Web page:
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UBC Theses and Dissertations

Modelling stalled airfoils Yeung, William Wai-Hung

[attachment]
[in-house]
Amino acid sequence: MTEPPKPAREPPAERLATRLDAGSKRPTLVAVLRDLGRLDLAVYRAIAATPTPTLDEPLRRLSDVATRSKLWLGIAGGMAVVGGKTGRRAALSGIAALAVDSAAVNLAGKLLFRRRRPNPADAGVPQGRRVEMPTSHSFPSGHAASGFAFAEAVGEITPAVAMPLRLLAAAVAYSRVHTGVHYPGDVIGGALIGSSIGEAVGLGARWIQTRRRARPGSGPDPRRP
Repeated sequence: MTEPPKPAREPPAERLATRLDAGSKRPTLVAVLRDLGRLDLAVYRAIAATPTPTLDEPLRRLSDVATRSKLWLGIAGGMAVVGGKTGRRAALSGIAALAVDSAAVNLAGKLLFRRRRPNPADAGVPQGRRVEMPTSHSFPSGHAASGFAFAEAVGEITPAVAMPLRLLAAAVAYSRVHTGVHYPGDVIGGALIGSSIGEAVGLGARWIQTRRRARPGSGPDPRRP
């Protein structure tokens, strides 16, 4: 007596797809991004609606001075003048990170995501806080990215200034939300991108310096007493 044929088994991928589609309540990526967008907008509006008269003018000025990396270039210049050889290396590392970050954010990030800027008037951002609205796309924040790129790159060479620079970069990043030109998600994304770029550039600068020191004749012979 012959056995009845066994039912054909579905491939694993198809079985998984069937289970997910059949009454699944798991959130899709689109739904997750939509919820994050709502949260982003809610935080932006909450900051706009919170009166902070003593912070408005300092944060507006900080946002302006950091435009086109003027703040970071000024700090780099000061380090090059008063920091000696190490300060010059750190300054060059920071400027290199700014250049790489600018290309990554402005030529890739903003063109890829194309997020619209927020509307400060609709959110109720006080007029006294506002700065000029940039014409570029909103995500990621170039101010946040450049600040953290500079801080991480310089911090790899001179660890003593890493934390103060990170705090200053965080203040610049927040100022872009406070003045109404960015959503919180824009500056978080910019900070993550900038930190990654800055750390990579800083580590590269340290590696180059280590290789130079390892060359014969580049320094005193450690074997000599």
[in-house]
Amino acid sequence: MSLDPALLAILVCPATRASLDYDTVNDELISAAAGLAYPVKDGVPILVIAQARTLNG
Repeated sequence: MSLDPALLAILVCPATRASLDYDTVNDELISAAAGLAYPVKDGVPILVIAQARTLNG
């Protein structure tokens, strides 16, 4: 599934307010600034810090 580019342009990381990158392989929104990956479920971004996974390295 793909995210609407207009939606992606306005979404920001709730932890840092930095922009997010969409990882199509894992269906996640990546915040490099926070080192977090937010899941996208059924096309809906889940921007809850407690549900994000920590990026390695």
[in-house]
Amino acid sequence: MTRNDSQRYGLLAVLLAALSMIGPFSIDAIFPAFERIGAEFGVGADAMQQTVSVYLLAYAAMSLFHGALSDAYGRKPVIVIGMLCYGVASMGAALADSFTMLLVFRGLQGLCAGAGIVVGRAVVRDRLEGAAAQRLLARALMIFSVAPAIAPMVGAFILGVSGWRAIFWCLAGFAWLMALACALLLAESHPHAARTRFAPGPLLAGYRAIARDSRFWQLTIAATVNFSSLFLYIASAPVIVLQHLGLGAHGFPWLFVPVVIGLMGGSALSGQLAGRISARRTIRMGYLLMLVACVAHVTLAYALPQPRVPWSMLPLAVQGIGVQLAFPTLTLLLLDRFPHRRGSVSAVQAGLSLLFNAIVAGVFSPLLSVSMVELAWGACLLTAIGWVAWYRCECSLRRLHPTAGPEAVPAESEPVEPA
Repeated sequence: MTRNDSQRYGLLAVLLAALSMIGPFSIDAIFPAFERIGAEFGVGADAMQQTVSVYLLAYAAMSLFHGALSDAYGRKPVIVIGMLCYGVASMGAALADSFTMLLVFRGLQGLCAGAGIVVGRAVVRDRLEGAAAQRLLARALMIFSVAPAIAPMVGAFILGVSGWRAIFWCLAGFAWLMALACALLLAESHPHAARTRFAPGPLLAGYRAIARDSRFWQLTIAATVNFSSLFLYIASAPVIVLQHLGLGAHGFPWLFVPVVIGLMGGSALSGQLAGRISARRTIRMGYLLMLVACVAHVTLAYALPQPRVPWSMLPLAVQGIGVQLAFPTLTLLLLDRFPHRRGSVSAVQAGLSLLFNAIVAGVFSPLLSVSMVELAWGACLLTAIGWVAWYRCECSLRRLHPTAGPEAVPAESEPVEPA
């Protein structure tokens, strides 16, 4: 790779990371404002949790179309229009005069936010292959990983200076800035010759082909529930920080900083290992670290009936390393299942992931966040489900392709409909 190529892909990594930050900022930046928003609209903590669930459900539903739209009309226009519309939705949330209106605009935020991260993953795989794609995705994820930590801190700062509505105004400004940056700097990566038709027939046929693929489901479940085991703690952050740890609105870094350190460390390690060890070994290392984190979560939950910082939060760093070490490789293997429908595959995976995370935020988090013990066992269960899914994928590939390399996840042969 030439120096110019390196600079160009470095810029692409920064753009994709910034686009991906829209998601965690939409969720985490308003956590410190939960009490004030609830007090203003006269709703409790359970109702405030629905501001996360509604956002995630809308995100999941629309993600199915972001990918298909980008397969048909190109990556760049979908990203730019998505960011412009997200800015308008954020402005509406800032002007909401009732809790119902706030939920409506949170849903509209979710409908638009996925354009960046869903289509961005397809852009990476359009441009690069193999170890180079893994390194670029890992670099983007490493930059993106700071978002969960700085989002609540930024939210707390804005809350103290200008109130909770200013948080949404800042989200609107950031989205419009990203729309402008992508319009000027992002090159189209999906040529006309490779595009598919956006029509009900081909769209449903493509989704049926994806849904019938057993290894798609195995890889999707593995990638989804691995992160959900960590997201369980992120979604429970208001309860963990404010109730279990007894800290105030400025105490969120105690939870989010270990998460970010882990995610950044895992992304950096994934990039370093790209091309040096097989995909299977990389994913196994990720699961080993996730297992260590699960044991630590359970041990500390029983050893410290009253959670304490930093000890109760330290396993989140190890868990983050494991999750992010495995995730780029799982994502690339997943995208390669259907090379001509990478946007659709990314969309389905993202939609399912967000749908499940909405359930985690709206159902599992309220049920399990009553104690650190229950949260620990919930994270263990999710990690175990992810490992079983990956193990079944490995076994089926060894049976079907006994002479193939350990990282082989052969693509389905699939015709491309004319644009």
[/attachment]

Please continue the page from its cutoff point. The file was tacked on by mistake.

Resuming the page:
The thesis deals with some new applications of the wake source model, a two-dimensional incompressible potential flow model used for bodies experiencing flow separation. The body contour is conformally mapped to a circle, for which the flow problem is solved using source singularities to create free streamlines simulating the separating shear layers. In common with other inviscid theories, it generally requires the pressure in the separated flow region, and the location of separation if boundary-layer controlled. Different mapping sequences and flow models have been constructed for the following five problems, 1. the trailing-edge stall for single element airfoils, 2. flat plates with separation bubbles, 3. separation bubbles upstream of spoilers with downstream wakes, 4. spoiler/slotted flap combinations, at which the spoiler inclination is arbitrary, and 5. two-element airfoils near (trailing-edge) stall. Predictions of pressure distribution are compared with wind tunnel measurements, and good agreement is found in cases 1 and 5. The initial shape of the separation streamlines also appears to be satisfactory. Results in cases 2 and 3 are promising although more work is needed to improve the bubble shapes and their pressure distributions. Partial success has been achieved on spoiler/ slotted flap configurations, depending on the spoiler inclination. For strong wake effect on the flap (e. g. δ = 90° ), the model predicts a very high suction peak over it. Whereas the experimental data resemble a stalled distribution even though flow visualization indicates the flap to be unstalled. This may be related to a limitation of the method, also noted in the separation-bubble problems, that it cannot specify a complete boundary condition on a free streamline. This discrepancy diminishes as the spoiler angle becomes smaller (e. g. δ = 30° ) in the cases of higher incidences so that the wake boundary tugs away from the flap sooner.

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